Sometimes it takes a parent’s perspective on the regulatory process for drugs in this country to understand what is really at stake for patients.
Last week an FDA advisory panel shot down Eli Lilly’s (NYSE:LLY) enzyme therapy for cystic fibrosis that has deep roots in the Boston area. And two parents of children with cystic fibrosis, a genetic disease that typically requires people to take such treatments, say they feel like the regulators got this one wrong.
“I appreciate that they are trying very hard not to do anything bad, but the measures that they were asking us to use for this particular product were meaningless,” says Francine Healey, a Needham, MA, mother of two children with cystic fibrosis.
Cystic fibrosis, which is known for causing a buildup of thick mucus in the lungs that makes it hard to breathe, also affects people’s digestion and their ability to absorb sufficient nutrients to maintain their weight. About 30,000 patients in the U.S. have the disease, and they have a median life expectancy of about 37 years. Liprotamase—the Lilly drug that it picked up through its buyout of Cambridge, MA-based Alnara Pharmaceuticals for as much as $380 million last summer—-is intended to provide certain pancreatic enzymes that patients with the disease and other conditions need to gain nutrition from foods. Yet the FDA panel voted 9-3 last week that there wasn’t enough evidence that the drug was effective for CF patients.
The FDA is expected to say whether it will approve liprotamase by mid-April. The agency isn’t required to follow the advice of its advisory panels, but it often does.
Healey, who testified in support of the drug at the panel’s meeting last week, has since written to FDA officials to let them know she disagreed with the outcome of the hearing. Her 19-year-old son, Mike, and her 16-year-old daughter, Amanda, now take digestion supplements made with enzymes from pigs. Liprotamase is made in a microbial process and would be the first approved treatment of its kind not to use the pig enzymes.
The FDA panel voted 11-1 in favor of recommending that additional studies of the effectiveness of liprotamase be done before it is approved. The agency’s staff also noted in its analysis issued last week that liprotamase scored lower in a measure of fat absorption than the existing supplements made with pig enzymes.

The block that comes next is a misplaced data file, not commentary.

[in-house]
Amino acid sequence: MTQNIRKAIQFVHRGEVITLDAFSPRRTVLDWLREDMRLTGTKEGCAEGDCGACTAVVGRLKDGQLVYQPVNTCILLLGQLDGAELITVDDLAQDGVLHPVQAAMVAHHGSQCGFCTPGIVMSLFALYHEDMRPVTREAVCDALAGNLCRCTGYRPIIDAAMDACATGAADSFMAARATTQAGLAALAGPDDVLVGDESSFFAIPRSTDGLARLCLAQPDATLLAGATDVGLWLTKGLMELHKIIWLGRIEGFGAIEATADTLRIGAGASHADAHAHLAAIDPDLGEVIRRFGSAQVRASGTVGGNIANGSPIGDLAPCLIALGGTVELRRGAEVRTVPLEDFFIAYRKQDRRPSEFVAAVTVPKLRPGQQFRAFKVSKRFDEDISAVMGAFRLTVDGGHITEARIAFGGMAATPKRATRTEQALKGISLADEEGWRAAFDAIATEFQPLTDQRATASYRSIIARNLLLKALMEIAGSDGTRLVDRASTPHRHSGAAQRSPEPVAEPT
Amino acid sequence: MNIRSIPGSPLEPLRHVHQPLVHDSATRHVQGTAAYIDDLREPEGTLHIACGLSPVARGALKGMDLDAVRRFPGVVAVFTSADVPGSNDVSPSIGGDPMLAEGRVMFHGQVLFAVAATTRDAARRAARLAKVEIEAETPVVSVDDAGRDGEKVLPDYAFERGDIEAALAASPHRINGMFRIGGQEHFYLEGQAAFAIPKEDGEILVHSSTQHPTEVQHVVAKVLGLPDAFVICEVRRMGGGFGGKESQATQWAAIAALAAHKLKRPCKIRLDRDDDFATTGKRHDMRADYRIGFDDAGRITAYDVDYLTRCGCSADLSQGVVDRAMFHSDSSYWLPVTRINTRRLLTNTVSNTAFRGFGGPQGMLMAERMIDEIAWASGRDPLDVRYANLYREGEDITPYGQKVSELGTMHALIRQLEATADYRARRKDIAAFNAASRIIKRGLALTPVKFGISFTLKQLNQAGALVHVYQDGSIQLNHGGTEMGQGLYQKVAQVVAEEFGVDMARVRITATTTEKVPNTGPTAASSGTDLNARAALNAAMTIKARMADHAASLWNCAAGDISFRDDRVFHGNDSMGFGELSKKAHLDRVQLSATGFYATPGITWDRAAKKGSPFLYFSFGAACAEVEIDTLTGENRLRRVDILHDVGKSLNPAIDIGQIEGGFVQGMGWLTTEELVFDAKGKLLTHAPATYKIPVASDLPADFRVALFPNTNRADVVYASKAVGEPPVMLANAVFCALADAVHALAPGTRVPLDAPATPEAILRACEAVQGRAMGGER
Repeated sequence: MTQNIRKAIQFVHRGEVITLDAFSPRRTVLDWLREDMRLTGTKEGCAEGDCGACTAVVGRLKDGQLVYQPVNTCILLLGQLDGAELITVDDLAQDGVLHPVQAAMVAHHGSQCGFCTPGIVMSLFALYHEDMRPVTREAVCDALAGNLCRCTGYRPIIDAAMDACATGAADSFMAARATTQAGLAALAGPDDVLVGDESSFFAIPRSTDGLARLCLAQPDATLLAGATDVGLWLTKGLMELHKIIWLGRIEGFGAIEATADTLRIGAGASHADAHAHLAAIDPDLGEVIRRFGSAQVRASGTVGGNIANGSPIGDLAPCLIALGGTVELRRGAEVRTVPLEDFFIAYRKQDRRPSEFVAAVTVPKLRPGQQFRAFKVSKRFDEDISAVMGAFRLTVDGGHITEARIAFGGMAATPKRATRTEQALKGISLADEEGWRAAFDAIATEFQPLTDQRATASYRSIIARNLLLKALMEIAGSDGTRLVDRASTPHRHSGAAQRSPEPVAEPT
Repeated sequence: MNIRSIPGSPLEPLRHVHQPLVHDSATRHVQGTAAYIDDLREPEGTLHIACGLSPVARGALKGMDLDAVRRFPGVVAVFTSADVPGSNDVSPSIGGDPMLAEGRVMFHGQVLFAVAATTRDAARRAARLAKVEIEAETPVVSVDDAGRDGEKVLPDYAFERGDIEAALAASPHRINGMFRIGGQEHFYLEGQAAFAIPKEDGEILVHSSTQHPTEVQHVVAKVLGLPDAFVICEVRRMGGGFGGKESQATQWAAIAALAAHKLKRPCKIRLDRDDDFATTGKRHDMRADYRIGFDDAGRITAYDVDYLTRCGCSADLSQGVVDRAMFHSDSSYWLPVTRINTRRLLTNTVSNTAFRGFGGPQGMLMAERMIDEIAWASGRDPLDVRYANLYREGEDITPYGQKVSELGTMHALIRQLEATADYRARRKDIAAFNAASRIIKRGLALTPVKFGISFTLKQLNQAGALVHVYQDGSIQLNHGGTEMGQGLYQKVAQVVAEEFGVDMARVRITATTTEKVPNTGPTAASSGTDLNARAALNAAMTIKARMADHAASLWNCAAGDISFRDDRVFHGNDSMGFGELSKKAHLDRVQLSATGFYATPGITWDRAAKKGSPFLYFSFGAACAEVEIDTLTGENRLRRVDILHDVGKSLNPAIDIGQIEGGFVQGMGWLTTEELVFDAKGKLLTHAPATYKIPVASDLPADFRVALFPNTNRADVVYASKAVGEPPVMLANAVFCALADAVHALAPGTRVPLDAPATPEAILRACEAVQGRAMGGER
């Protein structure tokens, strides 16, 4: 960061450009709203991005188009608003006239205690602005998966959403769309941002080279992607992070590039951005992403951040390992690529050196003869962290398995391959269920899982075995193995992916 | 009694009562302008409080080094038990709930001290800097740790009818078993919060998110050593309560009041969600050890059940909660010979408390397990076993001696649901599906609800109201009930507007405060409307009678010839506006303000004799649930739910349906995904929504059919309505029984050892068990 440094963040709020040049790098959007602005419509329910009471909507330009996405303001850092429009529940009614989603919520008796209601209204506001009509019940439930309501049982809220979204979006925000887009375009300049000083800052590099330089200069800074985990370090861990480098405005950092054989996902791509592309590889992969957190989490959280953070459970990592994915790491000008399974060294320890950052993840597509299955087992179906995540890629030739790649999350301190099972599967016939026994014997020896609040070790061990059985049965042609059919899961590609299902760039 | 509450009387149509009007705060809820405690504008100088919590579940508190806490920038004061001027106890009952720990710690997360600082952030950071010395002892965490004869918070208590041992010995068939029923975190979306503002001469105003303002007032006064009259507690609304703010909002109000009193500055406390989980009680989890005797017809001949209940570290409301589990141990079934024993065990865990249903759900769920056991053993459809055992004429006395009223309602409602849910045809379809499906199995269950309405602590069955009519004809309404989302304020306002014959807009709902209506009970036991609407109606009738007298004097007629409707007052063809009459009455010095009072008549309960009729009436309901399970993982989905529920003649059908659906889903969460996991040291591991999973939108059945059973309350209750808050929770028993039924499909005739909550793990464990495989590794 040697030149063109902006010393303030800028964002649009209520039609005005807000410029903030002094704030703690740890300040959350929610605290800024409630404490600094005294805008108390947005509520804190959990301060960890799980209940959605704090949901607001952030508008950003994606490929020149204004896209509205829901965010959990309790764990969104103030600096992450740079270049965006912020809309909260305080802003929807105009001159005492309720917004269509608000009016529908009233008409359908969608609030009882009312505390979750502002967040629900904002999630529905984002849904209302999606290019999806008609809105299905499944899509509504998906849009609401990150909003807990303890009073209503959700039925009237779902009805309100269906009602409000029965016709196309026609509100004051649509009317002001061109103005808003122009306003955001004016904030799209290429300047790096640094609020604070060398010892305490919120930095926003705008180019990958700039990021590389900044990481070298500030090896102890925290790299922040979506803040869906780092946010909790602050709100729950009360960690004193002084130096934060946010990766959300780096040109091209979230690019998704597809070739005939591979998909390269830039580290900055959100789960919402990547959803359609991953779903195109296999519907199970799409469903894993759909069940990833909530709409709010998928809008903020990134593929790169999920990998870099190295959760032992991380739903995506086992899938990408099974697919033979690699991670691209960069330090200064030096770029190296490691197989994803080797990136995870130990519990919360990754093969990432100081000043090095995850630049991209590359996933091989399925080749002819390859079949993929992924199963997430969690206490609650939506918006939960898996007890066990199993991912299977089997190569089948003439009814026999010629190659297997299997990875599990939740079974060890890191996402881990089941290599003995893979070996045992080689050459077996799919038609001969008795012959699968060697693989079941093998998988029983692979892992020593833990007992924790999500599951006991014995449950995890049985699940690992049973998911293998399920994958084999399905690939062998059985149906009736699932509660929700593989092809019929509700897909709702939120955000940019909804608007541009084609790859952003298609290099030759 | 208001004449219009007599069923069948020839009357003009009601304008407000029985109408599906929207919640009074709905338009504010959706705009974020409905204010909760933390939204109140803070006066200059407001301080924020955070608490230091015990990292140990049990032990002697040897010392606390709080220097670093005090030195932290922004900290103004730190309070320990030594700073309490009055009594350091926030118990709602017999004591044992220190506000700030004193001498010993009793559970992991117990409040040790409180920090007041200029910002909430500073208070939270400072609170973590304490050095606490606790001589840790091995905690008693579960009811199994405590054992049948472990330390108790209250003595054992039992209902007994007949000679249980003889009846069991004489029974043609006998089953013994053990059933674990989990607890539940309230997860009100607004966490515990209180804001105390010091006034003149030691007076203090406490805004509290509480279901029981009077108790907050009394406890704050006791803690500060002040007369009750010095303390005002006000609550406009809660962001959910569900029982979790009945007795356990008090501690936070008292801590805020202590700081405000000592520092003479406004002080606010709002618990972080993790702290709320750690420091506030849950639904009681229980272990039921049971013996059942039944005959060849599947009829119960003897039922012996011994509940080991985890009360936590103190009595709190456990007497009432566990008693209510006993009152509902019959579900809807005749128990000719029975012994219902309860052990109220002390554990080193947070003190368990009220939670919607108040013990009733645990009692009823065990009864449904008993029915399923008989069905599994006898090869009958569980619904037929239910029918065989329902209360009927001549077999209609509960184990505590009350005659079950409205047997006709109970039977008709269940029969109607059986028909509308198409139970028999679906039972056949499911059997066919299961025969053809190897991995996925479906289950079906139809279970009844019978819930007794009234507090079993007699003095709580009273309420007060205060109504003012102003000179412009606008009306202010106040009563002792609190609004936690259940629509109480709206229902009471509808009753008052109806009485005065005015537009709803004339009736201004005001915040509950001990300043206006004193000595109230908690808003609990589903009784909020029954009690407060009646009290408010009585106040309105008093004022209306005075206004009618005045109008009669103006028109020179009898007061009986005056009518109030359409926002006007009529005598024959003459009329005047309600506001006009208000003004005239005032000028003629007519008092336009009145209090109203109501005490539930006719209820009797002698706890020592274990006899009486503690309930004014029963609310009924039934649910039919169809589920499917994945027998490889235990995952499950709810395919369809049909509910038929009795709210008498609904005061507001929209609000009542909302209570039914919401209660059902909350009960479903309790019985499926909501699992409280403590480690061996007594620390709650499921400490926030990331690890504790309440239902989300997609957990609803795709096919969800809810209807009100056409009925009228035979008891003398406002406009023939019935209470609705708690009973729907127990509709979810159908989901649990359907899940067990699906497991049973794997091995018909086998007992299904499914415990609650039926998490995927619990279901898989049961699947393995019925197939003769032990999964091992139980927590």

Patrick Marshall, who testified at the panel as a parent with a daughter who has cystic fibrosis, says that the measure of fat absorption has never been an important one for his daughter or other children he knows with the disease. He says that he would leave it to her doctor to decide whether she should take liprotamase instead of the pig-derived supplement she now takes, but he believes it’s important to have Lilly’s drug available as an option.
The Cystic Fibrosis Foundation, a nonprofit group based in Bethesda, MD, has funded development of liprotamase, in part because of concern that sick pigs could contaminate or limit the supply of the existing supplements. Both Healey and Marshall have been fundraisers for the CF Foundation, asking their friends and neighbors to give donations to support the development of new treatments like liprotamase.
Liprotamase, which was studied in multiple late-stage clinical trials, isn’t supposed to to require as many capsules to be taken as the existing enzyme treatmentsl. (It’s also a potential treatment for multiple disorders that involve pancreatic enzyme insufficiency, not just cystic fibrosis.) It could mean taking one or two capsules rather than three to five or more at each meal. For instance, Healey says that her son takes about 25 capsules of the pig-derived enzymes per day, and requiring that many pills is a major burden considering the battery of other treatments he needs to manage his disease.
While his first concern is as the dad of an 11-year-old girl with cystic fibrosis, Marshall says he learned about liprotamase through his work as a corporate recruiter for Altus Pharmaceuticals, the original developer of the treatment, nearly a decade ago. Altus ran into financial trouble and gave up rights to the drug to the CF Foundation, which then gave Alnara those rights in March 2009. His Portsmouth, NH-based firm, Stratacuity, has also worked for Alnara.
In July, Indianapolis-based Lilly bought Alnara for and upfront payment of $188.7 million and agreed to pay up to $200 million more to the biotech’s shareholders depending on certain regulatory and commercial goals being met. Alnara’s key shareholders include Bessemer Venture Partners, Frazier Healthcare Ventures, Longwood Founders Fund, MPM Capital, and Third Rock Ventures. Alnara is still operating as a unit of Lilly in Cambridge.
Lilly might be forced to make a tough decision about whether it wants to invest in another clinical trial of liprotamase, depending on the FDA’s ruling on its application for approval. Last week the company issued a statement that it is “confident” in the clinical trial data that has been submitted to the agency for the drug’s approval.
Still, what is often lost in all the high-stakes financial interests of drug development is what it all means for patients. Healey and Marshall provide vivid pictures of what the future of this drug could mean for people like their kids.